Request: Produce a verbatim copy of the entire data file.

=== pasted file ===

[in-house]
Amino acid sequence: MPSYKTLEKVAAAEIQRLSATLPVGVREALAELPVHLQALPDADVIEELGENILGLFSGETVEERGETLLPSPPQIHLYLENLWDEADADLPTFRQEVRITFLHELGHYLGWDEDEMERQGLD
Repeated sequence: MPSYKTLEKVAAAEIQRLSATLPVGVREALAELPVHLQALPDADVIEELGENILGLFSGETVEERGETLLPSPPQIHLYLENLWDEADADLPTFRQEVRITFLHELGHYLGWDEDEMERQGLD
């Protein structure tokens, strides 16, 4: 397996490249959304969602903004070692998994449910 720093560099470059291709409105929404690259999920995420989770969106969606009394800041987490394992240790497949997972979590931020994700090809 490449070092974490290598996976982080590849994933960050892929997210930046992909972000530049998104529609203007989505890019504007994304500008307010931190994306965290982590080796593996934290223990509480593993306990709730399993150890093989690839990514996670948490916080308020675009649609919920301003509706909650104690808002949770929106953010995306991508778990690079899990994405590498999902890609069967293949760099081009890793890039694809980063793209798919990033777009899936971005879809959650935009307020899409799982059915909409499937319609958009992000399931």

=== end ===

[in-house]
Amino acid sequence: MPSYKTLEKVAAAEIQRLSATLPVGVREALAELPVHLQALPDADVIEELGENILGLFSGETVEERGETLLPSPPQIHLYLENLWDEADADLPTFRQEVRITFLHELGHYLGWDEDEMERQGLD
Repeated sequence: MPSYKTLEKVAAAEIQRLSATLPVGVREALAELPVHLQALPDADVIEELGENILGLFSGETVEERGETLLPSPPQIHLYLENLWDEADADLPTFRQEVRITFLHELGHYLGWDEDEMERQGLD
């Protein structure tokens, strides 16, 4: 397996490249959304969602903004070692998994449910 720093560099470059291709409105929404690259999920995420989770969106969606009394800041987490394992240790497949997972979590931020994700090809 490449070092974490290598996976982080590849994933960050892929997210930046992909972000530049998104529609203007989505890019504007994304500008307010931190994306965290982590080796593996934290223990509480593993306990709730399993150890093989690839990514996670948490916080308020675009649609919920301003509706909650104690808002949770929106953010995306991508778990690079899990994405590498999902890609069967293949760099081009890793890039694809980063793209798919990033777009899936971005879809959650935009307020899409799982059915909409499937319609958009992000399931």